Should politicians reach public policy positions because of their personal experience? While all of us have feelings at the micro level, making arguments for national policy based on personal emotion, which is a becoming increasingly common, erodes standards and ultimately damages society.
Take, for instance, same-sex marriage. If a lawmaker changes his or her position on the matter because a family member or close friend happens to be homosexual, it demonstrates two things: 1) the switch is based on emotion, and 2) the power of emotion to override convictions.
We set national standards because we have determined they are best for society despite our personal experiences at the micro level. For example, although we empathize with the person who does not have 20/20 vision to become a pilot, we do not change the standard because we are compassionate.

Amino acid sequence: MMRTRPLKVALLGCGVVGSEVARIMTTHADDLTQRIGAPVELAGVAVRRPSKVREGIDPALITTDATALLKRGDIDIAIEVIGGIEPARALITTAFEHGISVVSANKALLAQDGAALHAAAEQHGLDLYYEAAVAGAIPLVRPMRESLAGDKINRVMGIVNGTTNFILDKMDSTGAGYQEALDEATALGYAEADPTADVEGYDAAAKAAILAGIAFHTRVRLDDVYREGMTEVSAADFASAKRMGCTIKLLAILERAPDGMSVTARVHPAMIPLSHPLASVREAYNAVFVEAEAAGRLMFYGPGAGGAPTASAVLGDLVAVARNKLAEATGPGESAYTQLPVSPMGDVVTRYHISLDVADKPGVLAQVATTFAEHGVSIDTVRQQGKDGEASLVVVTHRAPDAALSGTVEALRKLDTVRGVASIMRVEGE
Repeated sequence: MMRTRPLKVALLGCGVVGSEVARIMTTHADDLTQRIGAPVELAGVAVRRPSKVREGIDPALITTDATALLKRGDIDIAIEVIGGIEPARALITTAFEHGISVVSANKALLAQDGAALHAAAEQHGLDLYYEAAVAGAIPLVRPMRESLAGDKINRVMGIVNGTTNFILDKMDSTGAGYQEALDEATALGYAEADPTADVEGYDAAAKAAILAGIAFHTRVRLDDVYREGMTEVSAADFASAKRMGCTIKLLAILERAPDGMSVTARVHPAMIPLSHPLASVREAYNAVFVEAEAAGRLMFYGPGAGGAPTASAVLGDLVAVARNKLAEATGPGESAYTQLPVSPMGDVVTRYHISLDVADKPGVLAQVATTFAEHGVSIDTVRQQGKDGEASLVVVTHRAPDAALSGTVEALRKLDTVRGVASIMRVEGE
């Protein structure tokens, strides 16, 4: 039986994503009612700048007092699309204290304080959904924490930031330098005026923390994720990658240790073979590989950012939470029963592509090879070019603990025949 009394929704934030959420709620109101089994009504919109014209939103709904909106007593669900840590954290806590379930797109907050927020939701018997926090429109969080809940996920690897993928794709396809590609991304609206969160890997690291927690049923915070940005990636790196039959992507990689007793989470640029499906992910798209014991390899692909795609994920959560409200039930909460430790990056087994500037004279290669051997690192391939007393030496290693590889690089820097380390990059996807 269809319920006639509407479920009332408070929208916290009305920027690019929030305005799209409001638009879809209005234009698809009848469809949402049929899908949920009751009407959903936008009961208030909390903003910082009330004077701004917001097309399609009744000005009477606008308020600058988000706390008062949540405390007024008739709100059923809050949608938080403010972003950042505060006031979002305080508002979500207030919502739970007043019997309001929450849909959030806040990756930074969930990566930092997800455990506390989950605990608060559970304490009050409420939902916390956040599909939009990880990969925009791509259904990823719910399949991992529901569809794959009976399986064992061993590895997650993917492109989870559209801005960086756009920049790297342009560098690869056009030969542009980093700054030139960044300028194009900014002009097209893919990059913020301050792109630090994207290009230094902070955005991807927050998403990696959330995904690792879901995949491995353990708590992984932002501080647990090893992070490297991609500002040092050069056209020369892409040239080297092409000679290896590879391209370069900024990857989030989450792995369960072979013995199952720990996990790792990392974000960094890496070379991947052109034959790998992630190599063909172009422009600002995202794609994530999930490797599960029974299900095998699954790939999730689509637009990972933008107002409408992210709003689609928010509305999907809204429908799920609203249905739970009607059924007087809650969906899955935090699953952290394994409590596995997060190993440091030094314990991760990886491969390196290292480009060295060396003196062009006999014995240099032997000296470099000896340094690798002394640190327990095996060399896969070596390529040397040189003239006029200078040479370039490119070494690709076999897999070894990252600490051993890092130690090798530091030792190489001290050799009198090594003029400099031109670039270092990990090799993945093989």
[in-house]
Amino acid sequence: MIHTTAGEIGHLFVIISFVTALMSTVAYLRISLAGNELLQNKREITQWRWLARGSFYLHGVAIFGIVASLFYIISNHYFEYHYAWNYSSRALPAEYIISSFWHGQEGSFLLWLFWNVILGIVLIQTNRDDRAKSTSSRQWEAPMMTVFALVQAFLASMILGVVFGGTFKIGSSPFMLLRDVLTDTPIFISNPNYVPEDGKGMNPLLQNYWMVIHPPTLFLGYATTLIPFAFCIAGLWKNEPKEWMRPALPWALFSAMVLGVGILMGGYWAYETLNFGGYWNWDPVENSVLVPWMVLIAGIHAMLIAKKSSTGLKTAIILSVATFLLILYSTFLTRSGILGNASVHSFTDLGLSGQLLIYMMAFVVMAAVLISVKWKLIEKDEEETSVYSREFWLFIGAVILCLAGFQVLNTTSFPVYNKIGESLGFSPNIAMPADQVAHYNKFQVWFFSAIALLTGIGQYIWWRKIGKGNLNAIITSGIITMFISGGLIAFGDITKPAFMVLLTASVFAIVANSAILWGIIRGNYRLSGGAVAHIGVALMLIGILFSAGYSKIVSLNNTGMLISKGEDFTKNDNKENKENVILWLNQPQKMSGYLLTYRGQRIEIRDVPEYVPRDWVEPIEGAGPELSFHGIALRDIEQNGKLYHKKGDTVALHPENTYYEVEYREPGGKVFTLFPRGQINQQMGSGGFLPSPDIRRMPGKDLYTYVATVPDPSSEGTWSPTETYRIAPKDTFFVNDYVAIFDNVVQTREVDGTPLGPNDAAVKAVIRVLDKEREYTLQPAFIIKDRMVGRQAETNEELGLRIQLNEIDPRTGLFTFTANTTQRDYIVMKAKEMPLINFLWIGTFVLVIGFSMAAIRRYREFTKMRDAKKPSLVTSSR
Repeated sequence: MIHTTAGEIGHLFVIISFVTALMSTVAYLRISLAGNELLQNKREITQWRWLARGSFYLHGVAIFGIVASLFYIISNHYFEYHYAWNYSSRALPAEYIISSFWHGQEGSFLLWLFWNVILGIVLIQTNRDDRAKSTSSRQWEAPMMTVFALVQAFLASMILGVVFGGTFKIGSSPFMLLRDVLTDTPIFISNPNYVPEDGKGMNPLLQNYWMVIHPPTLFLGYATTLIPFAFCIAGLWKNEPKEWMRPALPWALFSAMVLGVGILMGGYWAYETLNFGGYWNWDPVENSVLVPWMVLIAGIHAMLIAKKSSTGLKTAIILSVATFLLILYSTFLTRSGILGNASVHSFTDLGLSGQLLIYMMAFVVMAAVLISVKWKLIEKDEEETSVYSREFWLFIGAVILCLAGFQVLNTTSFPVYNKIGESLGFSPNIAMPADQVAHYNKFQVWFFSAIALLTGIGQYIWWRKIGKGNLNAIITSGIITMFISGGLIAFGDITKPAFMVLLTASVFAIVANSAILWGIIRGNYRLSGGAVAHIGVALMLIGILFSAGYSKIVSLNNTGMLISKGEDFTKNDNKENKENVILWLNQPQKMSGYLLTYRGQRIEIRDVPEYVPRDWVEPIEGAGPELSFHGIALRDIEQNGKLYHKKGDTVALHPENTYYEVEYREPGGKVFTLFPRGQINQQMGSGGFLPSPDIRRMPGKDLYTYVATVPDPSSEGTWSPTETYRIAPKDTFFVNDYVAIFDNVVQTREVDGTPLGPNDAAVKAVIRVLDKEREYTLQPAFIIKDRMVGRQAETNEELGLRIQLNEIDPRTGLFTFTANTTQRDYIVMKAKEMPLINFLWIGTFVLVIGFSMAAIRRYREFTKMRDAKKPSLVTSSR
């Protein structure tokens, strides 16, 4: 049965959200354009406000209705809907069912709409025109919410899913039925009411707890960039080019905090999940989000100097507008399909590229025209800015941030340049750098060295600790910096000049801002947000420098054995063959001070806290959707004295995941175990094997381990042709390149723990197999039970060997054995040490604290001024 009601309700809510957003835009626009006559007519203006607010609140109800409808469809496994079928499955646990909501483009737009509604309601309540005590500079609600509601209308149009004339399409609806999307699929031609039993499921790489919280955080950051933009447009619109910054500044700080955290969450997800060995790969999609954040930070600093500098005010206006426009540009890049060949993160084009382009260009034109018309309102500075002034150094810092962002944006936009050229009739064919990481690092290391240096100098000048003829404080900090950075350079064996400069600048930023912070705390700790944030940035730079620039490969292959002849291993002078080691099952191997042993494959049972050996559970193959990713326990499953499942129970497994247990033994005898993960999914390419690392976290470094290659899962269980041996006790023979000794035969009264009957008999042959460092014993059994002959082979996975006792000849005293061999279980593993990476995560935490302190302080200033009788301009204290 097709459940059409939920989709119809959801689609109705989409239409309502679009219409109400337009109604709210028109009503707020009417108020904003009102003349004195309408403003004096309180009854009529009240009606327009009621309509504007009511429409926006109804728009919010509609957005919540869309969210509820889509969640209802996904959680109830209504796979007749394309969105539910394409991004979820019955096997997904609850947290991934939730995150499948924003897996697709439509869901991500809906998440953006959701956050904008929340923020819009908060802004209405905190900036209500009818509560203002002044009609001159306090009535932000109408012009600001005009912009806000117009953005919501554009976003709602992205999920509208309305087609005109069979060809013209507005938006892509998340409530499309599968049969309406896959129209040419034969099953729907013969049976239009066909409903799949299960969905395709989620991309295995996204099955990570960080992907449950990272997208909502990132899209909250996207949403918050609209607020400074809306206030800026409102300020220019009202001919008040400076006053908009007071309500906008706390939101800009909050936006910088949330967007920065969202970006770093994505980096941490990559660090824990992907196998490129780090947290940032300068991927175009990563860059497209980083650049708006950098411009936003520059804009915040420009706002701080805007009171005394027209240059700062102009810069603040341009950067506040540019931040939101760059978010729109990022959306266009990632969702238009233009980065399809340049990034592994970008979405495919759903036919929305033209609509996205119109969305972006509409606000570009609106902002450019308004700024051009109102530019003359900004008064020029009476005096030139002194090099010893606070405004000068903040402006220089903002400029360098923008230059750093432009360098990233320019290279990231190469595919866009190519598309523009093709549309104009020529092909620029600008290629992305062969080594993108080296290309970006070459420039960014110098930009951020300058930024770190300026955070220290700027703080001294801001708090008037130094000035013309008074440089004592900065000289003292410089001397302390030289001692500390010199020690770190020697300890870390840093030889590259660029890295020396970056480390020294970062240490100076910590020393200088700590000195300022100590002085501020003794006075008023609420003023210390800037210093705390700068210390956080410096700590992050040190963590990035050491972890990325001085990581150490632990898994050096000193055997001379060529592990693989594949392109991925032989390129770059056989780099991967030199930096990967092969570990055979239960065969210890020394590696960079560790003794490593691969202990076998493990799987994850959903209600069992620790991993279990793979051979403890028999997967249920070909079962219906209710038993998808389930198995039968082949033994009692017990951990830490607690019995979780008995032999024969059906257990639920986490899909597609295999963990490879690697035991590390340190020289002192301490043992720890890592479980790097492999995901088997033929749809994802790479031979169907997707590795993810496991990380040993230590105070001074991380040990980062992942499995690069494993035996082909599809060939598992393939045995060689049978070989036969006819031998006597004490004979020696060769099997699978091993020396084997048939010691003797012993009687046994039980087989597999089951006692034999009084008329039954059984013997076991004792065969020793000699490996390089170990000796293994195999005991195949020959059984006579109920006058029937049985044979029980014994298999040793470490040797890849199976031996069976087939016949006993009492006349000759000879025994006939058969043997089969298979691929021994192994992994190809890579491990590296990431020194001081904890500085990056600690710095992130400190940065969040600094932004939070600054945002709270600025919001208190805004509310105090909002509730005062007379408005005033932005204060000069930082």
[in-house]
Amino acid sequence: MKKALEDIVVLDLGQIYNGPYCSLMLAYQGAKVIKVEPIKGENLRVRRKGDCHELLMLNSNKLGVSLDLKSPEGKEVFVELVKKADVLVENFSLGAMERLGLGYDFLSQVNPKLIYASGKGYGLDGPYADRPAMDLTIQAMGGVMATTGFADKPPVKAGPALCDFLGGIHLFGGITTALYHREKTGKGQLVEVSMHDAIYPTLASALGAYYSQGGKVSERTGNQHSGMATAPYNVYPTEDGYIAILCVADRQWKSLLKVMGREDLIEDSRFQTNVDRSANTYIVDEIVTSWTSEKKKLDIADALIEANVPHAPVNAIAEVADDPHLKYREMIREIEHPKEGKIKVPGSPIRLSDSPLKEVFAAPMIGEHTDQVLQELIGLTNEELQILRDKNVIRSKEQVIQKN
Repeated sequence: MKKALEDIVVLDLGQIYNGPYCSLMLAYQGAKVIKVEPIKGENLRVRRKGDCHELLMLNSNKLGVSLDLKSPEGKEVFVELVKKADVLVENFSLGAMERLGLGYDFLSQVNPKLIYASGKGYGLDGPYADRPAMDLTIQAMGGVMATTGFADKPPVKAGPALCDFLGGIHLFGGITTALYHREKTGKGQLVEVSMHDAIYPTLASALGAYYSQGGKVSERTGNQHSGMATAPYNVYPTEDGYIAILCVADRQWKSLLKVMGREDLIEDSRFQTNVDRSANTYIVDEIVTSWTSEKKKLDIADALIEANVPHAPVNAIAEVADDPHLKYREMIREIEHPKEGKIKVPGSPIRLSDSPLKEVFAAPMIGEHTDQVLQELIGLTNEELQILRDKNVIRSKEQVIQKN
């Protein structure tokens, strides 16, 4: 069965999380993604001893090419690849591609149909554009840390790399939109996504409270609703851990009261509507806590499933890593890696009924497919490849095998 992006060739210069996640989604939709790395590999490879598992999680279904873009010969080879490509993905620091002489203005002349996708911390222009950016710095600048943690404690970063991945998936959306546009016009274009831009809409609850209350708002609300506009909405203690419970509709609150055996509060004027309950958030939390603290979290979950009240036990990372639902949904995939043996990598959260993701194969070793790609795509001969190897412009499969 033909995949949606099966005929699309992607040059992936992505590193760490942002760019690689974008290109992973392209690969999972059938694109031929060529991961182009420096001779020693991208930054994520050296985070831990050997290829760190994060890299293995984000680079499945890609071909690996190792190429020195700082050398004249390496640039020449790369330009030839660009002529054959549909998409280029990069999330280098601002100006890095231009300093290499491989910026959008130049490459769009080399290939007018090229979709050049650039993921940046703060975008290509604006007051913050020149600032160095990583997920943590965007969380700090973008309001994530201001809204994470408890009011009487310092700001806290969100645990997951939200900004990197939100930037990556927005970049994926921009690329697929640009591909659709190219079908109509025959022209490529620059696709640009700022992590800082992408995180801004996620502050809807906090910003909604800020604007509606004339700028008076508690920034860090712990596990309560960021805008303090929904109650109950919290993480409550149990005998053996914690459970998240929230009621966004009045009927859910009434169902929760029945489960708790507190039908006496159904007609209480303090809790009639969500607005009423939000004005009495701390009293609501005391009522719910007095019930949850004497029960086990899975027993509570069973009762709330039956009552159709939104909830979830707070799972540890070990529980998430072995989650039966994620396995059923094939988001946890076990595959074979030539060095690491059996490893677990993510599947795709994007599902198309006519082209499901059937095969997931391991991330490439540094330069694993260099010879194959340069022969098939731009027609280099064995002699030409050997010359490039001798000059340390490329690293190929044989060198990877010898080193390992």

Likewise with marriage. The purpose of state-endorsed marriage is to promote the ideal arrangement for children and to preserve male-female significance. If we wish to change that, the discussion should begin by asking: what is the purpose of state-sponsored marriage?
Personal compassion and empathy are both necessary and good at the individual level, but translating that compassion into national policy often leads to destructive consequences.